Point West Credit Union Drives Greater Diversity in Volunteer Service Roles

CEO Amy Nelson shares her recruitment strategy to find diverse and highly qualified volunteers for the credit union’s board and supervisory committee.

5/07/2019

By developing a new recruiting strategy, Point West Credit Union was able to recruit qualified volunteers from diverse backgrounds within months. Board members (L-R) Marisa Danley, Roberto Flores, Peter Hand, Mark Oliver, Kristy Mayer-Mejia, and Susan Brown.

At a time when interest in diverse and inclusive work environments is growing, Point West Credit Union stands out. With service rooted in equity and inclusion, and a mission that seeks financial empowerment for members, the Portland-based credit union’s operational values have risen to the front of the trend, thanks in part to a new strategy to recruit highly qualified volunteers. 

The strategy was started when a mix of attrition and circumstances left the credit union with five board and supervisory committee position vacancies in 2015Point West leaders took that as an opportunity for change. 

“That was when we started efforts to diversify our board and better align it with our mission, which focused on inclusion, serving marginalized communities, and providing access to financial products and services,” Point West President and CEO, Amy Nelson, said. We wanted to reflect that we were serving a diverse membership at the board level.” 

From those efforts, a new volunteer recruitment strategy was born that enabled them to better serve their growing, diverse membership. The credit union began five-pronged strategy to recruit highly qualified volunteers from diverse backgrounds. 
 
Point West’s leaders expanded relationships with local community partners and nonprofits, all mission-aligned to serve marginalized and minority communities with a variety of career, health, social, legal, and education services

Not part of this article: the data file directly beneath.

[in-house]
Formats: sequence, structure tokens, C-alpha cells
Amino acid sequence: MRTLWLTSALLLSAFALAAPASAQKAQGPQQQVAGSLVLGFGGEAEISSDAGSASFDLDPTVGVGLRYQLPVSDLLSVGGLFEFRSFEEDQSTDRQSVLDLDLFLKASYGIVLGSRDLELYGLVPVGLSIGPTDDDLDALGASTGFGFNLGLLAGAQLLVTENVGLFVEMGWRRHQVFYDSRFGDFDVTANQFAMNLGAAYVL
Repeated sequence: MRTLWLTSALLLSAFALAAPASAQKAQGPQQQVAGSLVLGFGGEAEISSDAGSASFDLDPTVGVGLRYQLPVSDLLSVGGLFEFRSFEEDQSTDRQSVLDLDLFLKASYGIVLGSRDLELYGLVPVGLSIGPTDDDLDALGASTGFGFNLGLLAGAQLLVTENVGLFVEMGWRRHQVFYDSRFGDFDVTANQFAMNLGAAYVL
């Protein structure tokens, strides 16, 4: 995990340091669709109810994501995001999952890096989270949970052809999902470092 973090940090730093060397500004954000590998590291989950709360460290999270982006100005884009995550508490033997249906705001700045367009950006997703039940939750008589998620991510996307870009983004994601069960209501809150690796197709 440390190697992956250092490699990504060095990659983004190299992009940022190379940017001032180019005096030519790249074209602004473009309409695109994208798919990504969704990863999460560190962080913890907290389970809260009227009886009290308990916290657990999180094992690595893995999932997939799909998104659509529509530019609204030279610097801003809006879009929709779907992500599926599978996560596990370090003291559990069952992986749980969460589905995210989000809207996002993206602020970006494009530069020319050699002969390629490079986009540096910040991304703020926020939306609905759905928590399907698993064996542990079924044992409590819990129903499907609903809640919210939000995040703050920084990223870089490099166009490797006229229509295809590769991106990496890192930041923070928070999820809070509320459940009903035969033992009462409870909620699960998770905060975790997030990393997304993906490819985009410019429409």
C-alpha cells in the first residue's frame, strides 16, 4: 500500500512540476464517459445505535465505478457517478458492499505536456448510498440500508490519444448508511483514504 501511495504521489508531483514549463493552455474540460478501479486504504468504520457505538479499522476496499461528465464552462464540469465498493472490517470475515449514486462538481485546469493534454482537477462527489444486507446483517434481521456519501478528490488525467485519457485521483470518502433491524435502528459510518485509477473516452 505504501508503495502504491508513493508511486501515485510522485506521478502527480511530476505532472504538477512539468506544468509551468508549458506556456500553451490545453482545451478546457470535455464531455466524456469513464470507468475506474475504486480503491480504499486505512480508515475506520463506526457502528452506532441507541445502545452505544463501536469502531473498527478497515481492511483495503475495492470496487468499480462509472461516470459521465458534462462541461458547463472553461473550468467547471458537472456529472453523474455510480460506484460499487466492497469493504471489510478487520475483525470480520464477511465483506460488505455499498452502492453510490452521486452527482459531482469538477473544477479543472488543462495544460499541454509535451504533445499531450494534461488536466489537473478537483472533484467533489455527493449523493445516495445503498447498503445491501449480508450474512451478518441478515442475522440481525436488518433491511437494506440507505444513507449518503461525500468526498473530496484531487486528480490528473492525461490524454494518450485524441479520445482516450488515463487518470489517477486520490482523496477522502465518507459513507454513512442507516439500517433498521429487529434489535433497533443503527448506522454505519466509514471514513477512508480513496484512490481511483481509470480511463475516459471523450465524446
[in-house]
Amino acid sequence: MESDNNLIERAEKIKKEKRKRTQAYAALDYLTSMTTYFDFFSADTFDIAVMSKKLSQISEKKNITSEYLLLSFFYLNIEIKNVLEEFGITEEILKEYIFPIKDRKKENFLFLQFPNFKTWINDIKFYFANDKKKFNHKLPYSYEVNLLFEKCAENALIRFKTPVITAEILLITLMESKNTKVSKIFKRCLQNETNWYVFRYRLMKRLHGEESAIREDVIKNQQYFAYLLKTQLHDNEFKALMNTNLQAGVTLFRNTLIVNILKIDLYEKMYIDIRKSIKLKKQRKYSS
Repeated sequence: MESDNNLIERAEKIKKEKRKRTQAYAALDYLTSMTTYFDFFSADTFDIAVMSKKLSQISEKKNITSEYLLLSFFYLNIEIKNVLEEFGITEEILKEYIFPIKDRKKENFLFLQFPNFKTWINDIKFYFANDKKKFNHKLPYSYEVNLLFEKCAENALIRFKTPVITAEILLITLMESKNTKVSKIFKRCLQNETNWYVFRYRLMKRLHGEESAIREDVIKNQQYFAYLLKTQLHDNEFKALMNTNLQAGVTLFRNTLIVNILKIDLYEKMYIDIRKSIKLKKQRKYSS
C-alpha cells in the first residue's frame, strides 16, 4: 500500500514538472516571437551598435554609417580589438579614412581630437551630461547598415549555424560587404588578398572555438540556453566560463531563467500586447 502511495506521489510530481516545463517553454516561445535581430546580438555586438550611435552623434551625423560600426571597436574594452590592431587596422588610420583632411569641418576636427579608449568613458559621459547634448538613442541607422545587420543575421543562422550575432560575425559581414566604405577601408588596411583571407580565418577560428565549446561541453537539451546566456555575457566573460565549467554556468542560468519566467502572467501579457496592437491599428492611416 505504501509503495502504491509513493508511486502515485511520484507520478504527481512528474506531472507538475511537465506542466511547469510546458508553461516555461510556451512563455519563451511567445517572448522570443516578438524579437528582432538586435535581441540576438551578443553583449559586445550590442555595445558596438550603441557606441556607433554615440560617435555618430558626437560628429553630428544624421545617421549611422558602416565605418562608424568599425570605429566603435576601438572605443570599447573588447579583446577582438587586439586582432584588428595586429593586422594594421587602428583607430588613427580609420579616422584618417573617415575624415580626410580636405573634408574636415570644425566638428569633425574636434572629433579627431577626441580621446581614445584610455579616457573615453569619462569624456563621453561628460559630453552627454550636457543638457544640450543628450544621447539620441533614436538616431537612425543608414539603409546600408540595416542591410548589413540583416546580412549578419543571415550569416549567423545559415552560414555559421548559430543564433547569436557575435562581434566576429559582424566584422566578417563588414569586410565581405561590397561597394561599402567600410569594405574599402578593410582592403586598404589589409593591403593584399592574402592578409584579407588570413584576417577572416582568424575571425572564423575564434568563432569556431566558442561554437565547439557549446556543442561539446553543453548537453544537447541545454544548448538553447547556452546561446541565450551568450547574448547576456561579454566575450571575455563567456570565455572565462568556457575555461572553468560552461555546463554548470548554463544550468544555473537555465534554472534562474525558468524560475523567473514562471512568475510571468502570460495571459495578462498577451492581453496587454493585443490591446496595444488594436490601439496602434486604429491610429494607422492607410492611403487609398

Here’s how Point West’s board and supervisory committee profiles compare from 2015  to 2019.

“Our partners are focused on serving community members who are often denied services from mainstream resources,” Nelson said. “They became key drivers in our recruitment process, recommending potential nominees and recruiting others on our behalf.” 

The credit union increased its online presence, further utilizing its Facebook page and website to communicate its goalsIt posted a Declaration of Beliefs that stated its equitable and inclusive mission and commitment to members. The message resonated with community members and successfully generated volunteer interest.  

In addition, Point West started Member Listening Sessions in 2016 as an avenue for members to share concerns and ideas directly with credit union leadership. The sessions, which are still held regularly, provided a steady stream of interest from members who engaged in these conversations and ultimately stepped up to volunteer. 

Applicants were put through a formal recruitment process that included a management interview, a nominations committee interview, multiple conversations, and reference checks with other volunteer organizations with the goal of finding a passionate and engaged volunteer.  

“Now we do the recruitment process year-round,” Nelson said.

Also, the credit union collected referrals from current volunteers and credit union executives, and continues to do so today.        

As a result, the credit union was able to recruit and vet highly qualified volunteers from diverse backgrounds within months. 

“Sometimes you have to figure it out as you go, roll up your sleeves, and get to work,” Nelson said. “We’re excited to be more intentional nowand have meaningful conversations with a diverse board that can help take us to the next level.” 

Moving forward, Point West will develop its recruitment strategy further. 

“We’ll work with the board and supervisory committee on succession planning through the diversity, equity, and inclusion lens and start discussions on implementing a board policy,” Nelson said.